Listening texts are varied and interesting in content and the length is generally appropriate. It would have been good if learners’ bottom up processing skills had been addressed a little more consistently.

Speaking topics and activities are also nicely varied, with simple conversational activities, group discussions and task based learning style puzzles. The role-plays following on from the video lessons are a really nice touch.

Focus on grammar and lexis:

Vocabulary is introduced thematically. There are Word focus and Word building sections which give learners further opportunity to work with the new lexis. I have already mentioned that I felt the vocabulary level to be pitched slightly higher than Navigate. For my learners, this is a really good thing as lexically they are quite strong (probably due to living in the UK). However, I did at times, question the relevance of the words taught: for example “water and recreation” words are introduced at the beginning of Unit 3. Are words for twelve different water sport words really the most useful lexical items to teach students? Even in Shetland, surrounded by water on all sides I would have to say “no”.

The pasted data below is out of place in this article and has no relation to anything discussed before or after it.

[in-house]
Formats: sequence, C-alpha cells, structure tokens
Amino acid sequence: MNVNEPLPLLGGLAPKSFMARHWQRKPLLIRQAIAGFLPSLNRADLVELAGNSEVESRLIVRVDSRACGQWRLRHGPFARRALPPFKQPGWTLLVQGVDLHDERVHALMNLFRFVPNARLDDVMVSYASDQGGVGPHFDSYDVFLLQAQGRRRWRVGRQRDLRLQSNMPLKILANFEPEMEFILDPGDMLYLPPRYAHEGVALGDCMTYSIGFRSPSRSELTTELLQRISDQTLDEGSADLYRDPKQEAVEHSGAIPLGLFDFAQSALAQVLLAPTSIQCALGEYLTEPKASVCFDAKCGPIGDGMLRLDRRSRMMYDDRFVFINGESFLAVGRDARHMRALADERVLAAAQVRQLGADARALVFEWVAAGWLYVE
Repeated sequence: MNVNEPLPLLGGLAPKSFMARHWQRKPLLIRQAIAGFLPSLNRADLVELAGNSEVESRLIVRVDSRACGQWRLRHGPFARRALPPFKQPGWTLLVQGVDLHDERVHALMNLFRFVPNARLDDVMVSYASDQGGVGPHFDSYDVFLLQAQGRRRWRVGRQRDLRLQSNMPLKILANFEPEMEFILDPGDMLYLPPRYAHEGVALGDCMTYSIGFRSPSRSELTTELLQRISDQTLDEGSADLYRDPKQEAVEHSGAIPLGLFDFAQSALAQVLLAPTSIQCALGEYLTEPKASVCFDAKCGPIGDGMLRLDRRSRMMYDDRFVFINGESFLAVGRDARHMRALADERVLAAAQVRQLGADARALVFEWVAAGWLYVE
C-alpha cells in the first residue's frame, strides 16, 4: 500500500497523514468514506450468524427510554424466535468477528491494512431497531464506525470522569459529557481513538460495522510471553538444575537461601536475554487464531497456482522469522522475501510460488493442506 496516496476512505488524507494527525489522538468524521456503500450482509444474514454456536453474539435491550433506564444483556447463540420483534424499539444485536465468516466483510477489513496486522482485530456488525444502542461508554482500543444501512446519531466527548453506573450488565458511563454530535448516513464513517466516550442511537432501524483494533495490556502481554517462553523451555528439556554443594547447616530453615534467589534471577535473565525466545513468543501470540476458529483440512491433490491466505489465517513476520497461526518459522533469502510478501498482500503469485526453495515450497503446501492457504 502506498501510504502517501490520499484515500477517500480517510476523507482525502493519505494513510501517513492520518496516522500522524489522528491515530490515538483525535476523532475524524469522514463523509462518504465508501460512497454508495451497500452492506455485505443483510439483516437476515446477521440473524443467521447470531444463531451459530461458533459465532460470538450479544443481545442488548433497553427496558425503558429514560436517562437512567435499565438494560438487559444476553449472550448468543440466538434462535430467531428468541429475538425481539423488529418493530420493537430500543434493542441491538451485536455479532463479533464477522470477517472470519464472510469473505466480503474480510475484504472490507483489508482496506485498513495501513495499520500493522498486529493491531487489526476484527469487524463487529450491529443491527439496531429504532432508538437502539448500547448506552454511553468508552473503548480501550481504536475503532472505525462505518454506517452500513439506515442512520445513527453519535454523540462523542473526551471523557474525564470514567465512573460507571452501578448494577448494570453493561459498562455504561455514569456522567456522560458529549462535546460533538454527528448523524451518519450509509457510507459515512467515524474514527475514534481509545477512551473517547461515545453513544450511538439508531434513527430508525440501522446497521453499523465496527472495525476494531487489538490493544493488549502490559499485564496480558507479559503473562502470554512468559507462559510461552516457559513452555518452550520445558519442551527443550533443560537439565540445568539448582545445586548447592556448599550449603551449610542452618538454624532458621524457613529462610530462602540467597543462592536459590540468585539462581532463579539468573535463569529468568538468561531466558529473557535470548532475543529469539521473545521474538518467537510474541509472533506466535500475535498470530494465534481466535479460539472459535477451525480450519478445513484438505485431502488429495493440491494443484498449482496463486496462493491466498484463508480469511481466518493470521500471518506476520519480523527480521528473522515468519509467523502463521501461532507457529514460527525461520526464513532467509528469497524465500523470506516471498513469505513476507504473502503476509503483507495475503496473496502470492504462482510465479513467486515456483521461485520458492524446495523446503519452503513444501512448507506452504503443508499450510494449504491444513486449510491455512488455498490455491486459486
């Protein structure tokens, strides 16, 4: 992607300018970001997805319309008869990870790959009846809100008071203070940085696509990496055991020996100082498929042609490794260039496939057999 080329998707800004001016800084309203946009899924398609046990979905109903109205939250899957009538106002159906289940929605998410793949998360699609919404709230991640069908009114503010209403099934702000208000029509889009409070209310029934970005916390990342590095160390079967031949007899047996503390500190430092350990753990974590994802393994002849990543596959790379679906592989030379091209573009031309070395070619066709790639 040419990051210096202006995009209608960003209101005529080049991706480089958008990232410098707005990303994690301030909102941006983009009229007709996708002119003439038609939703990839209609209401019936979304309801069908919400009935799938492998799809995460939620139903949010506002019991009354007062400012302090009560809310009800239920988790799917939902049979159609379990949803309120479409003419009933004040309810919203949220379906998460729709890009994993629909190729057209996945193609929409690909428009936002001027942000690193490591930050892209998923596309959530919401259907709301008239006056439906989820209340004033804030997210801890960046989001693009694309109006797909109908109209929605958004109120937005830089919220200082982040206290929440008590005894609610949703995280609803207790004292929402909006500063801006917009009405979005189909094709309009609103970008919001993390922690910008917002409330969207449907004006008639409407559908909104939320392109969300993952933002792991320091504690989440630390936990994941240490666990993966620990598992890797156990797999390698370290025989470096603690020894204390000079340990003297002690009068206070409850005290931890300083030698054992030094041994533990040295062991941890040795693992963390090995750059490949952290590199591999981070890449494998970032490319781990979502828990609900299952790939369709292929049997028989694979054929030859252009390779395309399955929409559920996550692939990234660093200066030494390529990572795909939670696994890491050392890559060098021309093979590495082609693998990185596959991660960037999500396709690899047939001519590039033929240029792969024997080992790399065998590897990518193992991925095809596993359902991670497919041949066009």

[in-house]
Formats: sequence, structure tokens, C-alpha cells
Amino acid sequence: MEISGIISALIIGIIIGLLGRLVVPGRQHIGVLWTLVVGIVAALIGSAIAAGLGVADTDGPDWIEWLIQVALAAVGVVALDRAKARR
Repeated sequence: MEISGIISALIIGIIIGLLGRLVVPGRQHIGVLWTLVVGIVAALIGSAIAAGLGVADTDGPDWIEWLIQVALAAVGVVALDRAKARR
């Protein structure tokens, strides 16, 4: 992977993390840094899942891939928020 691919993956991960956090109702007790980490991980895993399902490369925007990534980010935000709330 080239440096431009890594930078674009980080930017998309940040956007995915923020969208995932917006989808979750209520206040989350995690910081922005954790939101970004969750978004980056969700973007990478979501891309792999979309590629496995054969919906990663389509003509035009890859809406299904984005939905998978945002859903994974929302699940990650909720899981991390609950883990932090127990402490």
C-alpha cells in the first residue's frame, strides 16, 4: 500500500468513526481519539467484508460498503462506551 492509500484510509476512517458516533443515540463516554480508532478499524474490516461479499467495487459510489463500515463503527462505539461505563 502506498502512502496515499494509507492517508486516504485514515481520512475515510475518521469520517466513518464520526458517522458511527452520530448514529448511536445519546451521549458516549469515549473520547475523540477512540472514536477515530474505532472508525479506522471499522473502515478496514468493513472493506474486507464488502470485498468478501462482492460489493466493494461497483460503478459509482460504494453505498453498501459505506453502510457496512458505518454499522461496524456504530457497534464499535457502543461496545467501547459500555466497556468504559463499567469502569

As with Navigate, there is a strong focus on verb and tense grammar wise. The grammar summary at the back of the book also contains practice exercises.

Opportunities for localisation and personalisation:

There are plenty of opportunities to personalise and localise this content. The fact that there is such a strong focus on place throughout means that there are numerous possibilities to involve your learners in talking about their countries of origin or indeed the place they are now living. For example, the unit on Living Space (which features Mongolian gers and Cambodian houses on stilts could easily be expanded to include discussion of a traditional Shetland croft house.

The Unit on Wellbeing provides scope for learners to describe dishes from their own country and is a perfect prompt for a “pot luck supper” in class (where learners and teachers all bring in national food).